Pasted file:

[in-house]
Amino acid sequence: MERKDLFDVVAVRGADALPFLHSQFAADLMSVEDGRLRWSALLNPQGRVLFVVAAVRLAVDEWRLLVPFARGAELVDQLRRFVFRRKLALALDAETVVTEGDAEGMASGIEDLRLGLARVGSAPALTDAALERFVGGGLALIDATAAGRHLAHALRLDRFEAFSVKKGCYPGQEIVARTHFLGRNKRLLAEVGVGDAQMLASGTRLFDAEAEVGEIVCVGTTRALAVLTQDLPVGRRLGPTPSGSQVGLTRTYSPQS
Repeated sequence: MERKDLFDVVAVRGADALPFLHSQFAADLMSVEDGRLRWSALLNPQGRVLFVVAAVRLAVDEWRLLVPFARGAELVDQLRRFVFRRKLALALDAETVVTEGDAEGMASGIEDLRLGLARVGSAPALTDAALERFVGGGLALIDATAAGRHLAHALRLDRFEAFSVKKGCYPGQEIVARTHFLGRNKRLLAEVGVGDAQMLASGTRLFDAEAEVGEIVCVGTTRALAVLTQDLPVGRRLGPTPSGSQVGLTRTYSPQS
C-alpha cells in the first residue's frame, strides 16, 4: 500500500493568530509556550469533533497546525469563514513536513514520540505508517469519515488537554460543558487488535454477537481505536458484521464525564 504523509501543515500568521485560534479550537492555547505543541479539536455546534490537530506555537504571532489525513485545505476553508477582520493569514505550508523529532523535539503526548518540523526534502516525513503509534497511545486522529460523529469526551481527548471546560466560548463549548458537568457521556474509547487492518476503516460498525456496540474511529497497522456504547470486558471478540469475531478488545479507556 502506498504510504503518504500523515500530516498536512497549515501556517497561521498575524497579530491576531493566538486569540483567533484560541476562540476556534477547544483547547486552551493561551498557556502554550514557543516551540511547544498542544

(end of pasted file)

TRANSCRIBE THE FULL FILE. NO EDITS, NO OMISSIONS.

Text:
[in-house]
Amino acid sequence: MERKDLFDVVAVRGADALPFLHSQFAADLMSVEDGRLRWSALLNPQGRVLFVVAAVRLAVDEWRLLVPFARGAELVDQLRRFVFRRKLALALDAETVVTEGDAEGMASGIEDLRLGLARVGSAPALTDAALERFVGGGLALIDATAAGRHLAHALRLDRFEAFSVKKGCYPGQEIVARTHFLGRNKRLLAEVGVGDAQMLASGTRLFDAEAEVGEIVCVGTTRALAVLTQDLPVGRRLGPTPSGSQVGLTRTYSPQS
Repeated sequence: MERKDLFDVVAVRGADALPFLHSQFAADLMSVEDGRLRWSALLNPQGRVLFVVAAVRLAVDEWRLLVPFARGAELVDQLRRFVFRRKLALALDAETVVTEGDAEGMASGIEDLRLGLARVGSAPALTDAALERFVGGGLALIDATAAGRHLAHALRLDRFEAFSVKKGCYPGQEIVARTHFLGRNKRLLAEVGVGDAQMLASGTRLFDAEAEVGEIVCVGTTRALAVLTQDLPVGRRLGPTPSGSQVGLTRTYSPQS
C-alpha cells in the first residue's frame, strides 16, 4: 500500500493568530509556550469533533497546525469563514513536513514520540505508517469519515488537554460543558487488535454477537481505536458484521464525564 504523509501543515500568521485560534479550537492555547505543541479539536455546534490537530506555537504571532489525513485545505476553508477582520493569514505550508523529532523535539503526548518540523526534502516525513503509534497511545486522529460523529469526551481527548471546560466560548463549548458537568457521556474509547487492518476503516460498525456496540474511529497497522456504547470486558471478540469475531478488545479507556 502506498504510504503518504500523515500530516498536512497549515501556517497561521498575524497579530491576531493566538486569540483567533484560541476562540476556534477547544483547547486552551493561551498557556502554550514557543516551540511547544498542544